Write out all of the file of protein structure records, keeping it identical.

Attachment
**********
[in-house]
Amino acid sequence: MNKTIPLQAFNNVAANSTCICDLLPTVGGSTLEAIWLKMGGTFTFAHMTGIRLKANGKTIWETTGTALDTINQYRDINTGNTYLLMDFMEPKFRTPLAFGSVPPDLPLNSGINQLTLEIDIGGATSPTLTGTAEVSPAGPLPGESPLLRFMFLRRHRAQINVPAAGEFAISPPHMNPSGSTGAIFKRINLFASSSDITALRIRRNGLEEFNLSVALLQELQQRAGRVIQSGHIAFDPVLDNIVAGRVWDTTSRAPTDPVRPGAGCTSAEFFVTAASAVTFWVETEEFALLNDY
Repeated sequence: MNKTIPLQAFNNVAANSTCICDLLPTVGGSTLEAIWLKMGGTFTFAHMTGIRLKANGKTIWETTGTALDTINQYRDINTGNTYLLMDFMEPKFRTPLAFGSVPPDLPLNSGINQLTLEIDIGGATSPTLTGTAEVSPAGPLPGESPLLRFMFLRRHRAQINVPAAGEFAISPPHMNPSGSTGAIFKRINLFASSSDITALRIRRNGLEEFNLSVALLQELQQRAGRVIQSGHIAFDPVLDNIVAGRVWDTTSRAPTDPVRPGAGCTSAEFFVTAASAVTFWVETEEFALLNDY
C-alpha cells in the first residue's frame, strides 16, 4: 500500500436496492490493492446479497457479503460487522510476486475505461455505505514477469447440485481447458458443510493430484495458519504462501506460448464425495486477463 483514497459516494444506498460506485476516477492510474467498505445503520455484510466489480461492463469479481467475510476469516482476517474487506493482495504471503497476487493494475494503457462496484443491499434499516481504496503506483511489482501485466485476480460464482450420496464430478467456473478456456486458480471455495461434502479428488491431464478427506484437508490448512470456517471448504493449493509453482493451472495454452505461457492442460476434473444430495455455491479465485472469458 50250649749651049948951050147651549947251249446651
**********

[in-house]
Amino acid sequence: MNKTIPLQAFNNVAANSTCICDLLPTVGGSTLEAIWLKMGGTFTFAHMTGIRLKANGKTIWETTGTALDTINQYRDINTGNTYLLMDFMEPKFRTPLAFGSVPPDLPLNSGINQLTLEIDIGGATSPTLTGTAEVSPAGPLPGESPLLRFMFLRRHRAQINVPAAGEFAISPPHMNPSGSTGAIFKRINLFASSSDITALRIRRNGLEEFNLSVALLQELQQRAGRVIQSGHIAFDPVLDNIVAGRVWDTTSRAPTDPVRPGAGCTSAEFFVTAASAVTFWVETEEFALLNDY
Repeated sequence: MNKTIPLQAFNNVAANSTCICDLLPTVGGSTLEAIWLKMGGTFTFAHMTGIRLKANGKTIWETTGTALDTINQYRDINTGNTYLLMDFMEPKFRTPLAFGSVPPDLPLNSGINQLTLEIDIGGATSPTLTGTAEVSPAGPLPGESPLLRFMFLRRHRAQINVPAAGEFAISPPHMNPSGSTGAIFKRINLFASSSDITALRIRRNGLEEFNLSVALLQELQQRAGRVIQSGHIAFDPVLDNIVAGRVWDTTSRAPTDPVRPGAGCTSAEFFVTAASAVTFWVETEEFALLNDY
C-alpha cells in the first residue's frame, strides 16, 4: 500500500436496492490493492446479497457479503460487522510476486475505461455505505514477469447440485481447458458443510493430484495458519504462501506460448464425495486477463 483514497459516494444506498460506485476516477492510474467498505445503520455484510466489480461492463469479481467475510476469516482476517474487506493482495504471503497476487493494475494503457462496484443491499434499516481504496503506483511489482501485466485476480460464482450420496464430478467456473478456456486458480471455495461434502479428488491431464478427506484437508490448512470456517471448504493449493509453482493451472495454452505461457492442460476434473444430495455455491479465485472469458 50250649749651049948951050147651549947251249446651